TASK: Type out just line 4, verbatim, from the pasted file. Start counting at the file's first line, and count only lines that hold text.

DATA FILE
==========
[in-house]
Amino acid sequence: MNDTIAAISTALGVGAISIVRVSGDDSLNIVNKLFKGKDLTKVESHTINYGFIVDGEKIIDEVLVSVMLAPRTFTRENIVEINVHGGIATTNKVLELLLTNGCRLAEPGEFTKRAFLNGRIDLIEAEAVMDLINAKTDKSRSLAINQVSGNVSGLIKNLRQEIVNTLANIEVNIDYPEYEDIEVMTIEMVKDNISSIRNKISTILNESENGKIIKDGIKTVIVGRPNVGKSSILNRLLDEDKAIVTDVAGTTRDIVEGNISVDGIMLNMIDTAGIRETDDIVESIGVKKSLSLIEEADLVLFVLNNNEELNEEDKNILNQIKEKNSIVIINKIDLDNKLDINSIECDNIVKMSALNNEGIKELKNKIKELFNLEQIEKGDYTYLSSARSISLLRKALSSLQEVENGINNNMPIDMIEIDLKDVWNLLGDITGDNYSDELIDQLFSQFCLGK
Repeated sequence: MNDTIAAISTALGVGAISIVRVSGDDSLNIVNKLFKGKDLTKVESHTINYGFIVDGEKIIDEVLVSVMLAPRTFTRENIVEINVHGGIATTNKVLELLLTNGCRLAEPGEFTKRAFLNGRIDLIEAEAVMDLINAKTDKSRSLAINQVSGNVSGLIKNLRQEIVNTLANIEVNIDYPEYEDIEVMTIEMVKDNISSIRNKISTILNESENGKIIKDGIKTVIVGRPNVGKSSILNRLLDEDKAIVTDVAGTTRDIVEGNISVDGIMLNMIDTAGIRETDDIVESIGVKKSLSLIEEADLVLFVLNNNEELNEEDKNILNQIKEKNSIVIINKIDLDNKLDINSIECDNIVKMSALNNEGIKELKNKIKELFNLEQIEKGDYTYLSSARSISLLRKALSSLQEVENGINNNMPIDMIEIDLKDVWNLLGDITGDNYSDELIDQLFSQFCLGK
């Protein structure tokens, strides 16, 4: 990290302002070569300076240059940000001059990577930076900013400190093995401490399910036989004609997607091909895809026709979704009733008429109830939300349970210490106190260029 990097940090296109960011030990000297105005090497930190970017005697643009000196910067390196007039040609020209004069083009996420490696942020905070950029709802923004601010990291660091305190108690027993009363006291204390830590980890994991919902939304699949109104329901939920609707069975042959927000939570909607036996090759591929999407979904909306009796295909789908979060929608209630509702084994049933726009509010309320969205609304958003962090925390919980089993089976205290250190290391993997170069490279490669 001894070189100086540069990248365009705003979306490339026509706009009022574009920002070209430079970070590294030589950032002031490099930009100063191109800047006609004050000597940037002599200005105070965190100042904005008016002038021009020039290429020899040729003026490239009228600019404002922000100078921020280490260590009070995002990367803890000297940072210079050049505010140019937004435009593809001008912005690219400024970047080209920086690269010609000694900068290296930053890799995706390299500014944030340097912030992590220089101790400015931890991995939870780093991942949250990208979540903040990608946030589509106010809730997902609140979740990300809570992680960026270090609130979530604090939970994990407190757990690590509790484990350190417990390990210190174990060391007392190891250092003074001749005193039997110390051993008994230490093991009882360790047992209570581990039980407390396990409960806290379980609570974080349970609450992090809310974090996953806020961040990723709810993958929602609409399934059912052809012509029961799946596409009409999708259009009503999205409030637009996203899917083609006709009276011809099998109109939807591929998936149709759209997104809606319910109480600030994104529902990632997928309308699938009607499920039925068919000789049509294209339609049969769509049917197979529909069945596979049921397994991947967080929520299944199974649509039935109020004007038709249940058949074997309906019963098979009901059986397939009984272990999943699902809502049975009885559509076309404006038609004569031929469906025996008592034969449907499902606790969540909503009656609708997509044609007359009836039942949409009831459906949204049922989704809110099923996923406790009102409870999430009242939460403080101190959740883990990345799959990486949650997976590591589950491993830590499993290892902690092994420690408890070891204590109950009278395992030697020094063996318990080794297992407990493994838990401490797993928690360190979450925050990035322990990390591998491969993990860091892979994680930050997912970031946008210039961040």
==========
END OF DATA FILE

């Protein structure tokens, strides 16, 4: 990290302002070569300076240059940000001059990577930076900013400190093995401490399910036989004609997607091909895809026709979704009733008429109830939300349970210490106190260029 990097940090296109960011030990000297105005090497930190970017005697643009000196910067390196007039040609020209004069083009996420490696942020905070950029709802923004601010990291660091305190108690027993009363006291204390830590980890994991919902939304699949109104329901939920609707069975042959927000939570909607036996090759591929999407979904909306009796295909789908979060929608209630509702084994049933726009509010309320969205609304958003962090925390919980089993089976205290250190290391993997170069490279490669 001894070189100086540069990248365009705003979306490339026509706009009022574009920002070209430079970070590294030589950032002031490099930009100063191109800047006609004050000597940037002599200005105070965190100042904005008016002038021009020039290429020899040729003026490239009228600019404002922000100078921020280490260590009070995002990367803890000297940072210079050049505010140019937004435009593809001008912005690219400024970047080209920086690269010609000694900068290296930053890799995706390299500014944030340097912030992590220089101790400015931890991995939870780093991942949250990208979540903040990608946030589509106010809730997902609140979740990300809570992680960026270090609130979530604090939970994990407190757990690590509790484990350190417990390990210190174990060391007392190891250092003074001749005193039997110390051993008994230490093991009882360790047992209570581990039980407390396990409960806290379980609570974080349970609450992090809310974090996953806020961040990723709810993958929602609409399934059912052809012509029961799946596409009409999708259009009503999205409030637009996203899917083609006709009276011809099998109109939807591929998936149709759209997104809606319910109480600030994104529902990632997928309308699938009607499920039925068919000789049509294209339609049969769509049917197979529909069945596979049921397994991947967080929520299944199974649509039935109020004007038709249940058949074997309906019963098979009901059986397939009984272990999943699902809502049975009885559509076309404006038609004569031929469906025996008592034969449907499902606790969540909503009656609708997509044609007359009836039942949409009831459906949204049922989704809110099923996923406790009102409870999430009242939460403080101190959740883990990345799959990486949650997976590591589950491993830590499993290892902690092994420690408890070891204590109950009278395992030697020094063996318990080794297992407990493994838990401490797993928690360190979450925050990035322990990390591998491969993990860091892979994680930050997912970031946008210039961040």